Dinesh Gupta1 and Sunil Kumar Mukherjee2*
1Translational Bioinformatics Group, ICGEB, New Delhi, India
2Division of Plant Pathology, IARI, New Delhi, India
*Address for Correspondence: Sunil Kumar Mukherjee, Division of Plant Pathology, IARI, New Delhi, India, Tel: +91-9871995629; 011-2584-3588; Fax: 011-2584-0772; Email: firstname.lastname@example.org
Dates: Submitted: 27 December 2018; Approved: 24 January 2019; Published: 25 January 2019
How to cite this article: Gupta D, Mukherjee SK. Antiviral RNAi mediated Plant defense versus its suppression by viruses. J Plant Sci Phytopathol. 2019; 3: 001-008. DOI: 10.29328/journal.jpsp.1001025
Copyright: © 2019 Karaca M, et al. This is an open access article distributed under the Creative Commons Attribution License, which permits unrestricted use, distribution, and reproduction in any medium, provided the original work is properly cited.
The age-old battle between plants and viruses has many twists and turns. Plants acquired the RNAi factors to checkmate the viruses and the viruses encode VSRs to defeat RNAi for their own survival. Plants designed mechanisms to neutralize the toxic effects of VSRs and the viruses, in their turn, use host microRNAs to strengthen their infection processes. The infightings between these two entities will take different shapes with prolonged evolution and accordingly the researchers will dig these novel forms of duels not only to throw lights in the involved mechanisms but also to manipulate various antiviral strategies. Some of the research courses that might come up in the immediate future are discussed.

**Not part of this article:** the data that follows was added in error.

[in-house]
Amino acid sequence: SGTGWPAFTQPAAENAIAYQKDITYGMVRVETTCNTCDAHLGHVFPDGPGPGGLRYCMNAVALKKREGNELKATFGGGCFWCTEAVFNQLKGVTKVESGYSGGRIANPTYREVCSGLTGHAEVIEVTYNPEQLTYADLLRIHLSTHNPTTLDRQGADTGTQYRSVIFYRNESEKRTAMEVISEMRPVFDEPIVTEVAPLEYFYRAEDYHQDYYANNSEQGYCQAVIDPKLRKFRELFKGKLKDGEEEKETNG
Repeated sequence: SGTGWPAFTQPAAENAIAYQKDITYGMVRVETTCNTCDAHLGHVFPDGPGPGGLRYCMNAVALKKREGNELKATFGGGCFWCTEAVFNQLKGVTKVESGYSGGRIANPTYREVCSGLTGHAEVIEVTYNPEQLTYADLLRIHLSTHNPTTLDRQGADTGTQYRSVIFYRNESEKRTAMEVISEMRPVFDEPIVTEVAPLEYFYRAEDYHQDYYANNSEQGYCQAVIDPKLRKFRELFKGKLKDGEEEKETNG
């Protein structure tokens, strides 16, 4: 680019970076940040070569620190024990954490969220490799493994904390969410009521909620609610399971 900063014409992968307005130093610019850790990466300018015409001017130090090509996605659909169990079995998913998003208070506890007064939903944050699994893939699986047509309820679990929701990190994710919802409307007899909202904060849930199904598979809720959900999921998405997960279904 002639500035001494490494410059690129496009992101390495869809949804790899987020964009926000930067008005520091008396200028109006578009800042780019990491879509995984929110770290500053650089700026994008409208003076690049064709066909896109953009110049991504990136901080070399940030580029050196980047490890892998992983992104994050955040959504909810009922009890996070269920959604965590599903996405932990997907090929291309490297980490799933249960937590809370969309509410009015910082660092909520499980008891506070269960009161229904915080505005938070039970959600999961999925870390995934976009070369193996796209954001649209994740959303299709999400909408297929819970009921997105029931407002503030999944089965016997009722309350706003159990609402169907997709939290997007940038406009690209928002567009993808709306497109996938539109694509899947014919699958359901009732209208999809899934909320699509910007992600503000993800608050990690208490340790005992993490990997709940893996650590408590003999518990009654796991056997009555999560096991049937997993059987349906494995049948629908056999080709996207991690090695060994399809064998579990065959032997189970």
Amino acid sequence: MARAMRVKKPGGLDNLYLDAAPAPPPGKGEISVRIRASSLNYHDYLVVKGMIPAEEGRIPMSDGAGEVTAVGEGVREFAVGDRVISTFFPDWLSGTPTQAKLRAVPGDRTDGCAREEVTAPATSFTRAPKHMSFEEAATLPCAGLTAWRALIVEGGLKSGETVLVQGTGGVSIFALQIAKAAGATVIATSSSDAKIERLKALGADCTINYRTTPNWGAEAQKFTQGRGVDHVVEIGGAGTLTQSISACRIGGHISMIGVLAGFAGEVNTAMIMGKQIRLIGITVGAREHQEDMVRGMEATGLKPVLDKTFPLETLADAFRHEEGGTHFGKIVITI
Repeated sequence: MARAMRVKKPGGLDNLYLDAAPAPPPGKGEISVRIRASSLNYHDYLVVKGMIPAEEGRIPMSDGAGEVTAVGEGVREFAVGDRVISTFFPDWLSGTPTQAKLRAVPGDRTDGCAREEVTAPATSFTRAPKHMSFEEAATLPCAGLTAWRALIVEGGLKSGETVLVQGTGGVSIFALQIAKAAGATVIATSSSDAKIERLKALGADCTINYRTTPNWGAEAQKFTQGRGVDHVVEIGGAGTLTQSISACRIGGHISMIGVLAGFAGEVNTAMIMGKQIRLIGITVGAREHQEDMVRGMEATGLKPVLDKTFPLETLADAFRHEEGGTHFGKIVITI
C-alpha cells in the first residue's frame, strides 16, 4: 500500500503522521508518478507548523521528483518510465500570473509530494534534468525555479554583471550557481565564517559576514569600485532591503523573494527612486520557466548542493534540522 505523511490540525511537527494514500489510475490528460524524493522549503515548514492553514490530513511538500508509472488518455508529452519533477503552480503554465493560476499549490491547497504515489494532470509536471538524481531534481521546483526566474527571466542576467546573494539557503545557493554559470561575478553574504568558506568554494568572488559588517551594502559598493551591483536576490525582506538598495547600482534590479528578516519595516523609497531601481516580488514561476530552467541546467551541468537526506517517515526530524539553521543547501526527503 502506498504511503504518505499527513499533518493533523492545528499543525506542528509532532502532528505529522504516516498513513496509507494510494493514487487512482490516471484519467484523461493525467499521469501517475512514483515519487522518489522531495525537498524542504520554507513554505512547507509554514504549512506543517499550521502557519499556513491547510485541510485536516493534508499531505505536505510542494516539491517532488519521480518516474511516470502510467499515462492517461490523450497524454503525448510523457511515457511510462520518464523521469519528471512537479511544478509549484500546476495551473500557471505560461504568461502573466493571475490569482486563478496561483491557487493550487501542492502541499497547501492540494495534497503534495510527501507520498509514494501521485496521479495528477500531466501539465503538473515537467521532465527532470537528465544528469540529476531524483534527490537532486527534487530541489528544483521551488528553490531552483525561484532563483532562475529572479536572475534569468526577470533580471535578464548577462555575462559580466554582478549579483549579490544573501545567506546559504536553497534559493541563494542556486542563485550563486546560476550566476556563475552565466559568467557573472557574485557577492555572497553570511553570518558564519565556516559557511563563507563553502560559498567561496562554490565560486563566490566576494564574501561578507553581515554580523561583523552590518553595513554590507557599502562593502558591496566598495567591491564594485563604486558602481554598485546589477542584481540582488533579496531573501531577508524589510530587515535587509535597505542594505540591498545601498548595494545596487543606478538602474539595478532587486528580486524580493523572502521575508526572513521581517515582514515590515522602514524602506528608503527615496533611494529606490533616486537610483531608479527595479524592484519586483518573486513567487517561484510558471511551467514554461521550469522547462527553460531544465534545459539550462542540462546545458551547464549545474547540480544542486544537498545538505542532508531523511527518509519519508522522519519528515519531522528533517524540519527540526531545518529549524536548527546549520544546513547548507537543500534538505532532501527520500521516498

The arms race between host and virus is a continually evolving process involving multiple layers of interactions. Most of all eukaryotic organisms are RNAi-competent and defend themselves against the intruding molecular parasites, namely Viruses and Transposons . As a reaction to host-defense (or rather counterdefence), viruses have also generated multiple weapons in their armory. The hosts in turn tighten up their security by developing means of counter-counterdefence. Viruses also reciprocate and invent strategies to weaken the hosts in subsequent rounds. All plant viruses encode RNAi-suppressors (VSRs) and use them to battle the host RNA-factors to uphold their counter-defense . The VSRs are deactivated by hosts by mechanisms known as counter-counter defense. Following viral invasion in plants, host-microRNA (miR) profiles undergo a lot of changes . A subset of these deregulated miRs likely works against viral invasion, multiplication and systemic propagation [4,5]. However, recent reports indicate that some of the virus-induced miRs are also used to sensitise the host for enhancing viral invasion. Of the latter category, we would like to choose only three miRs, namely miR168, miR6026 and miR319 here as the representative candidates for their ability to sustain viral growth. There are other miRs who also work in similar pathway but we have chosen the above three because of the preponderance of literature reports.